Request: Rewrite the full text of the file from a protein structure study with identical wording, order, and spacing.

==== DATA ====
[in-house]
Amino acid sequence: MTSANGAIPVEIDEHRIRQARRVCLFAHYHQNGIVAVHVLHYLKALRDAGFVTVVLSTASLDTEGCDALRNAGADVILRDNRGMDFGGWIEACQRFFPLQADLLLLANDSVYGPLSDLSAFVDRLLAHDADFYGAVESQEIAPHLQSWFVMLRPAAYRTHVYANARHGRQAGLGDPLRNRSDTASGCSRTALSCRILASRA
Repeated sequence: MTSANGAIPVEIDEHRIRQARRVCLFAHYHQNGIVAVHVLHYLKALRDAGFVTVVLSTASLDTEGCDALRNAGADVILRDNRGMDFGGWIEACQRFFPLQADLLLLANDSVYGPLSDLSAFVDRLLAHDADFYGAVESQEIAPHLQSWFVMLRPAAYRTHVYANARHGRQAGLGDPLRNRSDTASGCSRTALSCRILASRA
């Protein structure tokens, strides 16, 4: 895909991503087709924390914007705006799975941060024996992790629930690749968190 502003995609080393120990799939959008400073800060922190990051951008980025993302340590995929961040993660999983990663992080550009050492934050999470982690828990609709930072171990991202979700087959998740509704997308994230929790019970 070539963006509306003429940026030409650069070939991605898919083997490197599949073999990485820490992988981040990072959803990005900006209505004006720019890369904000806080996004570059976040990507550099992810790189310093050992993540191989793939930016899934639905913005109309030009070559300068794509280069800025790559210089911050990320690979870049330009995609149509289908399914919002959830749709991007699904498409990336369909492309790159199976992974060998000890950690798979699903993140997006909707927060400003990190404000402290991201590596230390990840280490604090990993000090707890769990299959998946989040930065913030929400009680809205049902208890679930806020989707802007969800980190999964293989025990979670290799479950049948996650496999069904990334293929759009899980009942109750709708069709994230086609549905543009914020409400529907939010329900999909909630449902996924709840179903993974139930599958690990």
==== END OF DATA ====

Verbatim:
[in-house]
Amino acid sequence: MTSANGAIPVEIDEHRIRQARRVCLFAHYHQNGIVAVHVLHYLKALRDAGFVTVVLSTASLDTEGCDALRNAGADVILRDNRGMDFGGWIEACQRFFPLQADLLLLANDSVYGPLSDLSAFVDRLLAHDADFYGAVESQEIAPHLQSWFVMLRPAAYRTHVYANARHGRQAGLGDPLRNRSDTASGCSRTALSCRILASRA
Repeated sequence: MTSANGAIPVEIDEHRIRQARRVCLFAHYHQNGIVAVHVLHYLKALRDAGFVTVVLSTASLDTEGCDALRNAGADVILRDNRGMDFGGWIEACQRFFPLQADLLLLANDSVYGPLSDLSAFVDRLLAHDADFYGAVESQEIAPHLQSWFVMLRPAAYRTHVYANARHGRQAGLGDPLRNRSDTASGCSRTALSCRILASRA
């Protein structure tokens, strides 16, 4: 895909991503087709924390914007705006799975941060024996992790629930690749968190 502003995609080393120990799939959008400073800060922190990051951008980025993302340590995929961040993660999983990663992080550009050492934050999470982690828990609709930072171990991202979700087959998740509704997308994230929790019970 070539963006509306003429940026030409650069070939991605898919083997490197599949073999990485820490992988981040990072959803990005900006209505004006720019890369904000806080996004570059976040990507550099992810790189310093050992993540191989793939930016899934639905913005109309030009070559300068794509280069800025790559210089911050990320690979870049330009995609149509289908399914919002959830749709991007699904498409990336369909492309790159199976992974060998000890950690798979699903993140997006909707927060400003990190404000402290991201590596230390990840280490604090990993000090707890769990299959998946989040930065913030929400009680809205049902208890679930806020989707802007969800980190999964293989025990979670290799479950049948996650496999069904990334293929759009899980009942109750709708069709994230086609549905543009914020409400529907939010329900999909909630449902996924709840179903993974139930599958690990």